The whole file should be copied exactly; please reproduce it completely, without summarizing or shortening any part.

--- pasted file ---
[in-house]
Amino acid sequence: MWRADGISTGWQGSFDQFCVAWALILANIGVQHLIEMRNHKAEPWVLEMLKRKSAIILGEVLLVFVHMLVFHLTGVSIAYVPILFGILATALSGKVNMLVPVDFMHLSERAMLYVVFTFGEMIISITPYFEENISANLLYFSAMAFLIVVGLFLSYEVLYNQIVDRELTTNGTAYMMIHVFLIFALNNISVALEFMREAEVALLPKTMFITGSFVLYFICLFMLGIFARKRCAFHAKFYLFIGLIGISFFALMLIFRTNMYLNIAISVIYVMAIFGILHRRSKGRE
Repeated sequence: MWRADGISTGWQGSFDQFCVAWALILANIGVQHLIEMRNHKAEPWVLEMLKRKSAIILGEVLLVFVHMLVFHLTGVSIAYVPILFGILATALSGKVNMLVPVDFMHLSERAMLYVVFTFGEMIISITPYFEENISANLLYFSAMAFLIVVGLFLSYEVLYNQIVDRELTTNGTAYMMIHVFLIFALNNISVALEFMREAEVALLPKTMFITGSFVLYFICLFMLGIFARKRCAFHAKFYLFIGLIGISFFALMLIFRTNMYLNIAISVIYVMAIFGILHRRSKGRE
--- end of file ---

[in-house]
Amino acid sequence: MWRADGISTGWQGSFDQFCVAWALILANIGVQHLIEMRNHKAEPWVLEMLKRKSAIILGEVLLVFVHMLVFHLTGVSIAYVPILFGILATALSGKVNMLVPVDFMHLSERAMLYVVFTFGEMIISITPYFEENISANLLYFSAMAFLIVVGLFLSYEVLYNQIVDRELTTNGTAYMMIHVFLIFALNNISVALEFMREAEVALLPKTMFITGSFVLYFICLFMLGIFARKRCAFHAKFYLFIGLIGISFFALMLIFRTNMYLNIAISVIYVMAIFGILHRRSKGRE
Repeated sequence: MWRADGISTGWQGSFDQFCVAWALILANIGVQHLIEMRNHKAEPWVLEMLKRKSAIILGEVLLVFVHMLVFHLTGVSIAYVPILFGILATALSGKVNMLVPVDFMHLSERAMLYVVFTFGEMIISITPYFEENISANLLYFSAMAFLIVVGLFLSYEVLYNQIVDRELTTNGTAYMMIHVFLIFALNNISVALEFMREAEVALLPKTMFITGSFVLYFICLFMLGIFARKRCAFHAKFYLFIGLIGISFFALMLIFRTNMYLNIAISVIYVMAIFGILHRRSKGRE